Hubie Halloween: An Unbridled (But Intentional) Mess

On October 6th, 2020, “Hubie Halloween” was released on Netflix. The Sandler led comedy was touted as the movie that “would save 2020” on places like Tik Tok mostly due to its, I guess you could call all-star, cast of largely mediocre, but popular actors such as Adam Sandler, Kevin James, Rob Schneider, Steve Buschemi, Kenan Thompson, and the rest of Sandler’s normal cronies that we see in all the typical Sandler and Happy Madison Production films. So, did the horror film parody “Hubie Halloween” live up to the hype?

First off, no one really went into this movie expecting some sort of masterpiece, and a masterpiece it definitely is not. The pacing is off throughout the entire movie and the editing is a true abomination. The dialogue is atrocious and the acting is more than subpar, but that is expected from an Adam Sandler movie where he has creative control.

The movie follows social outcast weirdo Hubie (Adam Sandler), a possibly mentally-challenged individual whos tasks himself with protecting the town of Salem, Massachusetts on Halloween night. Hubie is absolutely loathed by the people of Salem, who see him as a snitch and a buzzkill that ruins all the fun of Halloween with his rules. When several of Hubie’s biggest bullies begin to disappear on Halloween night. Hubie is tasked by the town’s police chief (Kevin James) with finding the culprit all while a mental hospital patient (Rob Schnieder) and “Werewolf” (Steve Buschemi) are on the loose and Hubie deals with his love interest, Violet (Julie Bowen) and her adopted children. The main driving force of “Hubie Halloween” was its packed cast, and in terms of the acting, it is clear that the actors were just trying to have fun, and not take everything too seriously. They do alright with the garbage material that they are given, but no one other than the character of Hubie is remotely likable. Pretty much everyone who isn’t Violet, one of her children, or Hubie’s mom (June Squibb) is just unlikable. Every character in the movie is one-dimensional and only relies on one specific character trait. Even the side characters are unlikable and the extras as well, as they all completely abuse and humiliate Hubie for little to no reason. “Hubie Halloween” follows the typical formula of other Adam Sandler Netflix movies, and the ending and the plot twist are easily predictable if you have watched any of Sandler’s previous work with Netflix. In terms of Sandler himself, he gives a really strange persona. He definitely fits the character, but it’s depressing to see how Sandler decided to follow the best performance of his career in “Uncut Gems” with this glorified joke of a movie.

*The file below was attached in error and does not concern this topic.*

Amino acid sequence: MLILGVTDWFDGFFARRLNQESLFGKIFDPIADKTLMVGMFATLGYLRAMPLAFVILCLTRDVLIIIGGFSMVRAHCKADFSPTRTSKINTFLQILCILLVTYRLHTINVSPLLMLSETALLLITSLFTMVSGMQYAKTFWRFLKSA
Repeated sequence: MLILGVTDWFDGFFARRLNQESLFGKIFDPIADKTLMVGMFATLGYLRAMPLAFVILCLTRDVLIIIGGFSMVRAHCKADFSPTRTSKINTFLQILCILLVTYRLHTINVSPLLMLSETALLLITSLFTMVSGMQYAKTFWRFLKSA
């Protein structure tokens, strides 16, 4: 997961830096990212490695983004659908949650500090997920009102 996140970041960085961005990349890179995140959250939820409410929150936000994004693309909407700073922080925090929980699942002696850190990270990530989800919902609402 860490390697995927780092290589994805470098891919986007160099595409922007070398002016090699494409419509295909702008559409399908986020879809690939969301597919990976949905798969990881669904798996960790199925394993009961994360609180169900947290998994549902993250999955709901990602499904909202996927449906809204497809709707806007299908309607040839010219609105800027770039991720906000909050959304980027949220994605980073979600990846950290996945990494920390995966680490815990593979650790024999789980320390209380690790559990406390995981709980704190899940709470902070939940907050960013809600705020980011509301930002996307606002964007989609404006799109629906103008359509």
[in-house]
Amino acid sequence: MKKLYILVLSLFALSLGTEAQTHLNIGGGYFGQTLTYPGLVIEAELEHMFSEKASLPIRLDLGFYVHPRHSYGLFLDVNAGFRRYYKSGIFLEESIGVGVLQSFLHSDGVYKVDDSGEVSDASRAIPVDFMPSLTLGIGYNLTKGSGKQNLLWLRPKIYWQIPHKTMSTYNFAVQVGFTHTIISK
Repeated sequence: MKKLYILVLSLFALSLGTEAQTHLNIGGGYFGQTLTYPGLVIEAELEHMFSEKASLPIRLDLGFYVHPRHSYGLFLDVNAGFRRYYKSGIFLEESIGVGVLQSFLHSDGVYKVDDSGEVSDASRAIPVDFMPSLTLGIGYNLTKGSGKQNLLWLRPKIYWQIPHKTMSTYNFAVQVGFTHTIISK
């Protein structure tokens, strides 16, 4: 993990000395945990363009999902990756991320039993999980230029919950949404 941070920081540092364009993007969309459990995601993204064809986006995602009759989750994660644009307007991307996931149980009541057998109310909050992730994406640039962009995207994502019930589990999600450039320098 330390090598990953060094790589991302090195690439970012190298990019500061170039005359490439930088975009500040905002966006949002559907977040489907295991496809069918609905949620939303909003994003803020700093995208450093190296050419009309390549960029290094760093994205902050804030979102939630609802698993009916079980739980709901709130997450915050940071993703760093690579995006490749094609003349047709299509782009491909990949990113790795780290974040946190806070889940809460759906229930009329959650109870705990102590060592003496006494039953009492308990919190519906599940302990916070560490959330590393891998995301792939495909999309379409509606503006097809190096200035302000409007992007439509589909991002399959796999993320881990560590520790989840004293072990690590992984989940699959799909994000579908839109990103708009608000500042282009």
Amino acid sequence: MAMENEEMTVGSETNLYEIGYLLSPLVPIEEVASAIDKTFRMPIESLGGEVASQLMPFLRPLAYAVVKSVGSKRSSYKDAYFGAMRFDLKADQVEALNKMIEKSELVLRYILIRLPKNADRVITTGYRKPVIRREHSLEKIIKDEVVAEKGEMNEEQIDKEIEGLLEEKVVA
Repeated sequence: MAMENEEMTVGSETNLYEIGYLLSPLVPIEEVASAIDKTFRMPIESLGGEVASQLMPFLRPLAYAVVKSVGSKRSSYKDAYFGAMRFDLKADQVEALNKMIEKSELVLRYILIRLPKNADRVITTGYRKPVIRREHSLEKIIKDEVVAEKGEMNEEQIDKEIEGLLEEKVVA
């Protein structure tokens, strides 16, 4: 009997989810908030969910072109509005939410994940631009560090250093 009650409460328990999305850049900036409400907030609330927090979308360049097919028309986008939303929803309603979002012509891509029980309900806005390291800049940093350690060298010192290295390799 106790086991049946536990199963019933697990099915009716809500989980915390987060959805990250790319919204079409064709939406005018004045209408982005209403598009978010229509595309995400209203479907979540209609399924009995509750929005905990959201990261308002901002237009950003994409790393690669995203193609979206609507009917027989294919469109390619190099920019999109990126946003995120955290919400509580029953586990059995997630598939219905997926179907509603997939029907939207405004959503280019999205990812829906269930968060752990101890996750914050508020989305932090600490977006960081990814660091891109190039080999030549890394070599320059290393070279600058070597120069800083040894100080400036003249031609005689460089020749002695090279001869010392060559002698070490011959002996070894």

Despite all of this, I still believe that “Hubie Halloween” generally achieved its goal of being a fun movie to watch on a Saturday night. It’s an enjoyable watch, and a good movie to distract yourself from this horrible year. The movie doesn’t treat itself as anything other than it is, a typical addition to Sandler’s catalog and an overall watchable movie that is likely to please nostalgic 90s and 2000s babies and fans of the Sandler saga.